Shoonya Ghar, which was shown in Delhi earlier this year and later travelled to Sydney, is a meditation on mortality, a philosophical treatise, a documentary on abstraction. But, most of all, it feels like a tribute to the twin geniuses of Gorakhnath and Kumar Gandharva.
The poem, to which Gandharva added a mystical spell through his rendition, speaks in riddles. Its opening imagery describes an empty house, an empty city, an empty settlement. It wonders who is awake and who is asleep. If, at one moment, it appears to describe a city, the next moment it reduces it into a metaphor for the human body. It moves between the realm of the physical and the metaphysical, it speaks of a void, but also claims that the void is never empty.
"The crux comes in the doha, or the couplet, where the first line gives you an image, only to be countered by another one in the following line," says Shetty. "It throws open a vast, speculative arena, leaving it eminently open to multiple interpretations."
Shoonya Ghar, the movie, took three years to make. A large part of it is set in a stone quarry, with a cast of characters who enact an endless cycle of love, loss and longing, building up a truth that can only be felt intuitively and experientially.
"I gathered found material to put it together," Shetty says, "but after rebuilding the set, I had to ensure that it looked sufficiently old again." One part of this exercise was mnemonic. "I wanted to remember the room I'd grown up in, so I tried to reconstruct it," Shetty says. "As I developed the script, I worked into it drama, which plays out in the relationship between the characters, without making evident what these exactly are." There's a synergy between the men and the women, the dead and the living, who appear in Shoonya Ghar, but it is left to the viewer to decode the meaning of their bonds.
Theatricality has been a part of Shetty's life since his early years. His father, Vasu, was trained in Yakshagana, a traditional folk theatre from Karnataka. When he was a baby, his parents left Mangaluru and moved to Mumbai, where Vasu dabbled in several professions, though it was his art that persisted. Since it was financially never viable, he insisted his son should choose a profession that was more solvent.
To appease his father, Shetty enrolled in a commerce course in college, but he secretly started attending J.J. School of Arts in Mumbai. "Those were crazy times, but also remarkably free," he says. "We didn't have any expectations of success. In fact, we could scarcely believe we'd be able to own a house one day."
In the 1980s, when Shetty was at art school, Mumbai was a vibrant hub of culture. Artist Atul Dodiya was his contemporary at JJ, Marathi theatre was hugely popular. "So many of my friends could sing and act in those days," Shetty says. "One of my seniors, Laxmikant Berde, wrote a play called Tour Tour, which went on to become a real hit and ran for several years."
To me, it seems more useful to look for a system that can allow for constant change.
But at JJ, Shetty had to study an old-fashioned syllabus, which had been designed in the colonial era. "It was heavily invested in British portraiture as well as the Bauhaus philosophy. The teaching was quite schizophrenic, as you can imagine," he says.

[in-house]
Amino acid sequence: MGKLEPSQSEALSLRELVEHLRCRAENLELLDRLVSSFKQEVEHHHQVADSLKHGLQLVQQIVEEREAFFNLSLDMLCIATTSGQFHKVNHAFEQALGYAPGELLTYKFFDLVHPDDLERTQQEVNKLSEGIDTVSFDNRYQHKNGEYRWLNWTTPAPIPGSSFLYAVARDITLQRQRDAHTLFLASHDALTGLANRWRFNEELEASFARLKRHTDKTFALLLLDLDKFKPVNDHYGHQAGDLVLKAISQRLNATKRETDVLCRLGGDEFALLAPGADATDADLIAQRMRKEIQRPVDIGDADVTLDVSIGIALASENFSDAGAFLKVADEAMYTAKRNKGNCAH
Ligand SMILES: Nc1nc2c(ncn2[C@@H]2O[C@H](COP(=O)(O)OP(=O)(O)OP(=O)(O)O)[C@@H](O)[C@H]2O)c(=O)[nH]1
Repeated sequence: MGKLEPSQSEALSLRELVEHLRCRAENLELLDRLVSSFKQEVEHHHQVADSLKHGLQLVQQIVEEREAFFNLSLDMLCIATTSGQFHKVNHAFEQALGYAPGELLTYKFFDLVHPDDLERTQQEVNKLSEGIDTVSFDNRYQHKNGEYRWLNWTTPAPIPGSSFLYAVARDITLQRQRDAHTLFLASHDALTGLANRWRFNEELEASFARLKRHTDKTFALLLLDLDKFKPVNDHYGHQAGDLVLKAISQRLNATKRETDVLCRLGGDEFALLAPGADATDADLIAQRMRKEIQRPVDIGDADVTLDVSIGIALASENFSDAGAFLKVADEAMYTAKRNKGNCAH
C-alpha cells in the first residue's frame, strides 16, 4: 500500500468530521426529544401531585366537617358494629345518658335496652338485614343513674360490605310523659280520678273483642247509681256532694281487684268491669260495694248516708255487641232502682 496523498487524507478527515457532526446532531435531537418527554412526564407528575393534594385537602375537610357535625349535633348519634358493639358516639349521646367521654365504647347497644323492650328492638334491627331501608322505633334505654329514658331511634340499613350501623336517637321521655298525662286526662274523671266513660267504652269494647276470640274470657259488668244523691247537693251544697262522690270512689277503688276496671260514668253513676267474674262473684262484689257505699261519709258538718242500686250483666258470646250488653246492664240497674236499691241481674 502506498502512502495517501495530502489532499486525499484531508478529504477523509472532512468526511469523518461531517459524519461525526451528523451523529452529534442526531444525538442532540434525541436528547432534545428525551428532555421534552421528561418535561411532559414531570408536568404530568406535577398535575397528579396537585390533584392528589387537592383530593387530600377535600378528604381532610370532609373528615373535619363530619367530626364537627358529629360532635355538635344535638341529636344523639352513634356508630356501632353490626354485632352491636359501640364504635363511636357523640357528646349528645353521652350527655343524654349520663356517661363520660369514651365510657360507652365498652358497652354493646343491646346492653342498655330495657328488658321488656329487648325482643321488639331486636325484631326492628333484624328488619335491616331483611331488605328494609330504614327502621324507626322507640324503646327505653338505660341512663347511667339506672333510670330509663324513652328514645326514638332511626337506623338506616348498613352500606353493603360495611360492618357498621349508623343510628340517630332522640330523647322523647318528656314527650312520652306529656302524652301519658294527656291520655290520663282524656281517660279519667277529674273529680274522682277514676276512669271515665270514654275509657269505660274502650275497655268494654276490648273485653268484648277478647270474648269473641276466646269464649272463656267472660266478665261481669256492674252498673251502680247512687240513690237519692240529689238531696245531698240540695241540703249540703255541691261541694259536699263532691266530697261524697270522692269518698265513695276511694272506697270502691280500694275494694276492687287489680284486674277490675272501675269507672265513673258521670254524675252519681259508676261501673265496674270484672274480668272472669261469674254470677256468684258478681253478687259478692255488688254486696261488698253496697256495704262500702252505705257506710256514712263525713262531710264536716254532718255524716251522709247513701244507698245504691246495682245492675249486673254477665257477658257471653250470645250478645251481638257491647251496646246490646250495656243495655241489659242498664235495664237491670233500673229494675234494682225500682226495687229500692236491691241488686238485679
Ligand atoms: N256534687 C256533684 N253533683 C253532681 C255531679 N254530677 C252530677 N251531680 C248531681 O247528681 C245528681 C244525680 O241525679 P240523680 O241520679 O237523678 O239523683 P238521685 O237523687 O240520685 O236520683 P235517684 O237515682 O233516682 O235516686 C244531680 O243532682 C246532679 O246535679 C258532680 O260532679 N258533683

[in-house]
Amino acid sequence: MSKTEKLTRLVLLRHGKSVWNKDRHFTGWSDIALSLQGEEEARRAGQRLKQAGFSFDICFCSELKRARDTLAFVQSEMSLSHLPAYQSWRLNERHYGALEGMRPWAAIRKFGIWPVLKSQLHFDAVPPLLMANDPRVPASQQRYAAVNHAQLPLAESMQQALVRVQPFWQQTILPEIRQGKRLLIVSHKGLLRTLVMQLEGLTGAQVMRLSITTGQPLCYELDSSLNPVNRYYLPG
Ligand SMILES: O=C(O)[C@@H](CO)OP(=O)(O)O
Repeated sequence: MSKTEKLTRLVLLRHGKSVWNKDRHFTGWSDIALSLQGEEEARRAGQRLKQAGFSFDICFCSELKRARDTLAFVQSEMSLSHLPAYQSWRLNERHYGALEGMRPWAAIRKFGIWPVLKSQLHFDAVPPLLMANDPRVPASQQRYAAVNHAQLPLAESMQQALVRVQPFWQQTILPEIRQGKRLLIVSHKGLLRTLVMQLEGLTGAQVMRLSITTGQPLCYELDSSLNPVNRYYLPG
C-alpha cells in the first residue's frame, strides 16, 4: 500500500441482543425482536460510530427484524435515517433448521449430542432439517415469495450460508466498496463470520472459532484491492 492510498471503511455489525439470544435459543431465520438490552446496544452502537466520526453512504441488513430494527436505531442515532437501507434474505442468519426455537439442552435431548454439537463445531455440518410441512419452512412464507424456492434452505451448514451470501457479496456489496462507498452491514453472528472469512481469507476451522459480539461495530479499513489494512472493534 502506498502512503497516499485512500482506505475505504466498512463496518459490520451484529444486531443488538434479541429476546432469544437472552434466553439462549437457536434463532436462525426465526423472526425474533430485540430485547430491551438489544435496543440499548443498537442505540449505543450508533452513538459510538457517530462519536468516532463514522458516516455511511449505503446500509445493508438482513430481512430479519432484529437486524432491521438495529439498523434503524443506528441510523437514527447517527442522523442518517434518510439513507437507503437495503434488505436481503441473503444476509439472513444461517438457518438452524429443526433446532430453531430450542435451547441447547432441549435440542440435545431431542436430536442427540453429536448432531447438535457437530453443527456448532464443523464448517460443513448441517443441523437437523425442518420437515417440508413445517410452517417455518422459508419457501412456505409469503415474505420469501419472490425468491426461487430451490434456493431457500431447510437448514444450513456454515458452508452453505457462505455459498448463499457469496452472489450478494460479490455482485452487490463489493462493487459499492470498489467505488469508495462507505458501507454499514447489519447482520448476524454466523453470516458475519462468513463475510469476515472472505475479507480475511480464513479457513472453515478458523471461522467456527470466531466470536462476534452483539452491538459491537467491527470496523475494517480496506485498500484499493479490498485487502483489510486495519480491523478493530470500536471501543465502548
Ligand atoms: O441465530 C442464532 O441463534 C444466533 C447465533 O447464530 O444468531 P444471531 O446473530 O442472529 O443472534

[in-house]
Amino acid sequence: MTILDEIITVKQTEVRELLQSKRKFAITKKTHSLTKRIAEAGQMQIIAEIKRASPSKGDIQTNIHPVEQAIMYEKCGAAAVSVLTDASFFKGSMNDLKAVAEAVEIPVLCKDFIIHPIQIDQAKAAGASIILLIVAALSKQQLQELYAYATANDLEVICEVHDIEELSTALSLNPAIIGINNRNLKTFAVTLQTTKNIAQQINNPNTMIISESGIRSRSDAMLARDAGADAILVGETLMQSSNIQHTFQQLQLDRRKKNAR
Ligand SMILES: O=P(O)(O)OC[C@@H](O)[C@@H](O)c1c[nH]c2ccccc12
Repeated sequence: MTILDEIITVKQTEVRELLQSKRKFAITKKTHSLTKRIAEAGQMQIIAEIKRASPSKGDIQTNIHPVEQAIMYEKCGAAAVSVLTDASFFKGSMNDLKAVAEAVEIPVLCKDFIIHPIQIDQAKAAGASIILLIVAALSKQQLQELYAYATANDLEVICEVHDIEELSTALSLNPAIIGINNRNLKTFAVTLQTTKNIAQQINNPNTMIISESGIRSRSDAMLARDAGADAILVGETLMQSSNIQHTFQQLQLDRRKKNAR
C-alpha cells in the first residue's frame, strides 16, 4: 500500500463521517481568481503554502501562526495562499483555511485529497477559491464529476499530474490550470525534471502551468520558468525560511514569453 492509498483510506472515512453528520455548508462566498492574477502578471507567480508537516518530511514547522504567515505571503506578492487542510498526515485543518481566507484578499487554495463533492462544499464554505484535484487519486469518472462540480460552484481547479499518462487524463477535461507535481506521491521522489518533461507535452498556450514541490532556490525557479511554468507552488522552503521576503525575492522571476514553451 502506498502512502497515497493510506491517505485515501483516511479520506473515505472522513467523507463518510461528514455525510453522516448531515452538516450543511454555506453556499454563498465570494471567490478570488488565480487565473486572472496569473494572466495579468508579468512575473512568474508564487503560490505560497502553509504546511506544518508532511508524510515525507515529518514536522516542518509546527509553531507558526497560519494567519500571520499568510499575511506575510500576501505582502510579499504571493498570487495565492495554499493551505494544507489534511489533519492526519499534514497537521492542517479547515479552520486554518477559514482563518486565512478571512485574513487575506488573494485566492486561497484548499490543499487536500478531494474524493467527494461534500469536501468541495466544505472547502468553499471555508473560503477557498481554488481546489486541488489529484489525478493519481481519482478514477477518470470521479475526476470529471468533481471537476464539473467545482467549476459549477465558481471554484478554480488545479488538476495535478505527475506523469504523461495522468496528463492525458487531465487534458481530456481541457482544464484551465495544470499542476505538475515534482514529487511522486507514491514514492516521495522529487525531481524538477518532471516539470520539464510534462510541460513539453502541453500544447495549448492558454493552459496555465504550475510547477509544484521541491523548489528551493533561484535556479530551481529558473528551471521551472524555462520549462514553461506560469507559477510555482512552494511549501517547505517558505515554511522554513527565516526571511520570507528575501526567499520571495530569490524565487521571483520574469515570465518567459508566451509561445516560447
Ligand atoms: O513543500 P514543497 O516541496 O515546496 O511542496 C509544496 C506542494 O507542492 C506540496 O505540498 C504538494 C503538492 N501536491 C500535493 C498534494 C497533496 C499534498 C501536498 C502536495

In spite of his early promise as a painter—Shetty also taught painting at the National Institute of Design for a couple of years—he was increasingly attracted to sculptural and installation art. One of his early work in this mould, Paper Moon (1995), was made almost a decade after he had left JJ. An oversized horse, with a house on its back, is balanced on a boat: the assemblage, though poetic, did not sell at the time. Shetty had to wait till 2003 for a breakthrough, when, at a show called Consanguinity, he made his first sale. Before the end of that decade, he was a name to reckon with, commissioned to create Flying Bus, for the Bandra-Kurla Complex, by the real-estate tycoon and art collector, Manish Maker.
"It's best not to speak in rigid categories, such as realism versus abstraction, or in terms of binaries," Shetty says about his artistic affinities. "To me, it seems more useful to look for a system that can allow for constant change."
If conceptual art seems to offer endless scope for innovation, it also often, mistakenly, comes across as easy to pull off. Any Tom, Dick or Harry with a smattering of art education can throw together a few 'found objects', come up with a fashionable spiel about these ingredients, and lo and behold, they can flaunt their very own conceptual art.
"You cannot create art, of any kind whatsoever, without rigour and poetry," Shetty says. "Just as the ability to click photographs doesn't make you an artist, by the same logic, the ability to paint doesn't turn you into a painter."
Young people, he feels, have become far more complacent now. Since most things they need to see or know is easily available on the Internet, they no longer feel the need to talk to established artists or engage with their opinion.
Art education the world over, is in a crisis. As Shetty sees it, art has now gone out of the studio and reached everywhere, which has created new challenges for teachers and students. "About ten years ago, I wanted to start an alternative art school," he says. "But how does one formulate a curriculum for students of art? Do we teach them architecture, engineering, photography, poetry, or all of these things? An engineer, for example, can be as much of an artist as, say, a painter."
Urged by Devi Nirantara, we finally get up and stroll over to the terrace, which offers a spectacular view of Mumbai. As we sip our second cups of coffee, Shetty tells me an amazing story from his last visit to Kochi.
"Seema and I were sitting in a small café there one day, when a man walked up to us and said if we wanted to meet any artists, he could help arrange that," he says. "I discovered he was a rickshaw-wallah, with an interest in the arts, so much so, that he had made friends with some of the European artists who were part of the previous biennale and had even travelled to their countries."
On that note of endearing craziness, our languorous morning of conversation draws to an end.